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Detection of trace hydrocarbons in flames using direct sampling mass spectrometry coupled with multilinear regression analysis

Detection of Trace Hydrocarbons in Flames Using Direct Sampling Mass Spectrometry Coupled with Multilinear Regression Analysis

Maria A. Puccio and J. Houston Miller
Analytical Chemistry 2010 82 (12), 5160-5168

DOI: 10.1021/ac1003823

 

Concentration contours (top, from left to right) of acetylene, butadiene, 1-buten-3-yne, and butadiyne and (bottom, from left to right) of benzene, toluene, phenylacetylene, and naphthalene.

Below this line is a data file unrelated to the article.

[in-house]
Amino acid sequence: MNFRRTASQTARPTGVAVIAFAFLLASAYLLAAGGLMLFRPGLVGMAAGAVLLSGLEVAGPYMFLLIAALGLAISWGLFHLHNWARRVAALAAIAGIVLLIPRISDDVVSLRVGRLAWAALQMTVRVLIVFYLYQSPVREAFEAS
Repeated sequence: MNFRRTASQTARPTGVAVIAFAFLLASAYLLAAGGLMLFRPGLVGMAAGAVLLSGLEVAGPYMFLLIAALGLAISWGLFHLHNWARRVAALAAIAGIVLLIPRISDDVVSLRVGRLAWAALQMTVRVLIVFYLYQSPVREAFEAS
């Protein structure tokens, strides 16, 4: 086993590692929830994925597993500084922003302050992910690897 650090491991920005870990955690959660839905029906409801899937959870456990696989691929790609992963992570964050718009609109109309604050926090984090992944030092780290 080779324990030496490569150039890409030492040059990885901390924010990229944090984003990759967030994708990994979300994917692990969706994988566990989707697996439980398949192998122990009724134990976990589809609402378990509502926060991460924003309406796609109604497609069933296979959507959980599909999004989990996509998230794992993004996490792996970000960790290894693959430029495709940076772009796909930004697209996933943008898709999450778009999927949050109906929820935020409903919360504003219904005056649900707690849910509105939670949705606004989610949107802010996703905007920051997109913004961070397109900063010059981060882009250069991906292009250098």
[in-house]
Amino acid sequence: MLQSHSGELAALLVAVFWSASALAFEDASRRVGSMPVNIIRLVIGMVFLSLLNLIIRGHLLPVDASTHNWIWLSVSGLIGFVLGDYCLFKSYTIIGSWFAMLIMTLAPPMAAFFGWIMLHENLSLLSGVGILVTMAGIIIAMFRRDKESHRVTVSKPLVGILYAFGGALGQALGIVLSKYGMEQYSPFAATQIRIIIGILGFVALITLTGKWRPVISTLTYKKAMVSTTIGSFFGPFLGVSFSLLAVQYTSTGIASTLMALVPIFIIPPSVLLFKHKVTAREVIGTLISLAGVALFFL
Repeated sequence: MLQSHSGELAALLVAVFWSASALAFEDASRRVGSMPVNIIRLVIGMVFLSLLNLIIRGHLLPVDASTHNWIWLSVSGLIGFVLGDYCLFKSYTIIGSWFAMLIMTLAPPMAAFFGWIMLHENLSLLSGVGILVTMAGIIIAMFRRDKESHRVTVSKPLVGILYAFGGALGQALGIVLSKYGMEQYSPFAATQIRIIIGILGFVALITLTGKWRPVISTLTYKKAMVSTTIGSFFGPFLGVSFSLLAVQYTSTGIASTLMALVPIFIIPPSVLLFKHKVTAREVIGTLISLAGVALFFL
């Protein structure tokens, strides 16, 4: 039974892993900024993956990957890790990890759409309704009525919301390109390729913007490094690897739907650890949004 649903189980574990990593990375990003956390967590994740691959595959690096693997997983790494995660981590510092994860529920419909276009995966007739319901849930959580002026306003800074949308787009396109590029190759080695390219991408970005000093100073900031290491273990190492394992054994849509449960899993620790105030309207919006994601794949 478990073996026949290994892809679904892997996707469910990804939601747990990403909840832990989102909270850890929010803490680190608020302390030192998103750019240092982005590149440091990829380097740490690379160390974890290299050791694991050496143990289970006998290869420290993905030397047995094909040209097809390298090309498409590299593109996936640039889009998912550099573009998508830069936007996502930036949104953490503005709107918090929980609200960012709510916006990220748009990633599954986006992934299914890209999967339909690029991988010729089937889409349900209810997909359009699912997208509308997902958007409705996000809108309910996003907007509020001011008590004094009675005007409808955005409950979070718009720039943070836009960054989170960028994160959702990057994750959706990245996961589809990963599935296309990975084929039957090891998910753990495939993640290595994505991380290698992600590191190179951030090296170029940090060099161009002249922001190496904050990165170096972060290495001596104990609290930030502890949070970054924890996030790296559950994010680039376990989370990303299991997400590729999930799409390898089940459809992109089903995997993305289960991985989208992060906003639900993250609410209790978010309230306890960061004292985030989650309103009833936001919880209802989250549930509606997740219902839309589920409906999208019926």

A technique for the determination of species’ concentrations from the molecular growth regions of flames is presented. Samples are obtained by microprobe extraction from a nitrogen-diluted, methane/air, nonpremixed laminar flame supported on a coannular burner. Quantification of measurements is accomplished by doping the flame’s fuel flow with argon at a level to match that in the laboratory’s air. A library of 70 eV fragmentation patterns for several flame species is used in conjunction with a simplex algorithm to analyze mass spectra obtained at each flame location. Each fragmentation pattern is normalized for its integrated intensity and its ionization cross-section relative to argon. This technique provided sub-part-per-million sensitivity of a large range of major and minor carbon-containing species ranging in size from C2 to C12 hydrocarbons. This flame can be acoustically forced to oscillate at a frequency emulating natural flame flickering behavior. Time-resolved measurements are obtained using a modified quartz microprobe synchronized to open and close with the flame oscillations. The near real-time sampling and analysis time and the relatively high sensitivity make this technique preferable to other extraction-based flame measurements.

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